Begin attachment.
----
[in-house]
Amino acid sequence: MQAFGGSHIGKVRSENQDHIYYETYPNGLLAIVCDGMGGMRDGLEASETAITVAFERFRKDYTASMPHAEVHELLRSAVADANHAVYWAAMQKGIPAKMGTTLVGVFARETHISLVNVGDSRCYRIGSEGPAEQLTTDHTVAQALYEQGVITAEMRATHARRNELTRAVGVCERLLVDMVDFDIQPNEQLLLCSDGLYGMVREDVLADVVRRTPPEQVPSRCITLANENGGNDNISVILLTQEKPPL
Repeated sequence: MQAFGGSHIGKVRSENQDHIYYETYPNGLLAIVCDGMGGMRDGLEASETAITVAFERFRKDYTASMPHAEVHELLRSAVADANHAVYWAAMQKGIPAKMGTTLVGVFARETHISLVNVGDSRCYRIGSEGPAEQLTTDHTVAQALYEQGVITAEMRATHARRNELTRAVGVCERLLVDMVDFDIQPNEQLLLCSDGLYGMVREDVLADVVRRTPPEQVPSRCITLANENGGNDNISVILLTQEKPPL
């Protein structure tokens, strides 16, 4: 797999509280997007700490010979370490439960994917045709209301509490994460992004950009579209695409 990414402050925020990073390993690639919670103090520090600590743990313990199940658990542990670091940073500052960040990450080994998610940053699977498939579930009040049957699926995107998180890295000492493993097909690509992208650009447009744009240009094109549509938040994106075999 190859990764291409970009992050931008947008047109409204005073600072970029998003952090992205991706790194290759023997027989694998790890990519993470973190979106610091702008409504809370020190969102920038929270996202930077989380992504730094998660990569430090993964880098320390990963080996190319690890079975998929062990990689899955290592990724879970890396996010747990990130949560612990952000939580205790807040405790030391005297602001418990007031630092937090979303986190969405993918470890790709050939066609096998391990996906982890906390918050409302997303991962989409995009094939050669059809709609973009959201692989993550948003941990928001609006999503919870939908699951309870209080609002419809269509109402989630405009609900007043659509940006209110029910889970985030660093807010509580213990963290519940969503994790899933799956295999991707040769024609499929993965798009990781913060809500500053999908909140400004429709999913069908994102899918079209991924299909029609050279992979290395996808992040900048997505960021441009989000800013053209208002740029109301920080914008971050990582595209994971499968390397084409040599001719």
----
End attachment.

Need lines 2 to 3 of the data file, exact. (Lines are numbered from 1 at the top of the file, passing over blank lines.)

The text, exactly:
Amino acid sequence: MQAFGGSHIGKVRSENQDHIYYETYPNGLLAIVCDGMGGMRDGLEASETAITVAFERFRKDYTASMPHAEVHELLRSAVADANHAVYWAAMQKGIPAKMGTTLVGVFARETHISLVNVGDSRCYRIGSEGPAEQLTTDHTVAQALYEQGVITAEMRATHARRNELTRAVGVCERLLVDMVDFDIQPNEQLLLCSDGLYGMVREDVLADVVRRTPPEQVPSRCITLANENGGNDNISVILLTQEKPPL
Repeated sequence: MQAFGGSHIGKVRSENQDHIYYETYPNGLLAIVCDGMGGMRDGLEASETAITVAFERFRKDYTASMPHAEVHELLRSAVADANHAVYWAAMQKGIPAKMGTTLVGVFARETHISLVNVGDSRCYRIGSEGPAEQLTTDHTVAQALYEQGVITAEMRATHARRNELTRAVGVCERLLVDMVDFDIQPNEQLLLCSDGLYGMVREDVLADVVRRTPPEQVPSRCITLANENGGNDNISVILLTQEKPPL